FDA Announces Probe of Fake Avastin Sold to Calif. Physicians
Earlier this week, FDA announced an investigationÂ into fake vials of the cancer drug Avastin that were sold to at least 19 clinics and physicians in the U.S., including 16 sites in California, the AP/Contra Costa Times reports (Perrone, AP/Contra Costa Times, 2/16).
FDA has sent letters to the health providers, warning them that they may not have purchased real Avastin (Menghrajani, "The California Report," KQED, 2/16).
Drug counterfeiters increasingly are trying to make fake versions of injectable drugs like Avastin in part because they can be sold for a higher price than regular pills. Each vial of Avastin, manufactured by Genentech, costs $2,400 (Rockoff et al., Wall Street Journal, 2/16).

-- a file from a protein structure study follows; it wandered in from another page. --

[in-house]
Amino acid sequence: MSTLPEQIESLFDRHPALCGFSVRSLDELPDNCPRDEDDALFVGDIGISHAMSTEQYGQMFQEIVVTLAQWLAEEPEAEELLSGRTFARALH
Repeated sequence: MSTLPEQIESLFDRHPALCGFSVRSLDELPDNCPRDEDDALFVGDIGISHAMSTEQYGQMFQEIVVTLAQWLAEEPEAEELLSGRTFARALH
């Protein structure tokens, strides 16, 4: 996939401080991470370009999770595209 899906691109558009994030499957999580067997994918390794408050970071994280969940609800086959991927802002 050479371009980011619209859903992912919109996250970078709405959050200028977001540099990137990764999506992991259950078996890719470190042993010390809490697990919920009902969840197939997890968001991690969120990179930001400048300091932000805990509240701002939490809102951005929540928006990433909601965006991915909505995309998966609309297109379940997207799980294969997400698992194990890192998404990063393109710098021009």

Testing of the fake drug has revealed that it does not contain the active ingredient used in Avastin. FDA officials said the contents of the counterfeit drug still are being studied.
The agency said it has not received any reports of patients who were harmed by taking the fake drug (AP/Contra Costa Times, 2/16).
Tracing the Drug's Origin
Although the source of the counterfeit drug has not been discovered, U.S. and European officials said they may have traced it to a Swiss supplier and a Danish wholesaler.
In addition, FDA has identified Quality Specialty Products -- a British wholesaler also known as Montana Health Care Solutions -- as a trafficker of the false medication (Wall Street Journal, 2/16). Officials believe the drug was sold in the U.S. by Volunteer Distribution, a Tennessee company ("The California Report," KQED, 2/16).This is part of the California Healthline Daily Edition, a summary of health policy coverage from major news organizations. Sign up for an email subscription.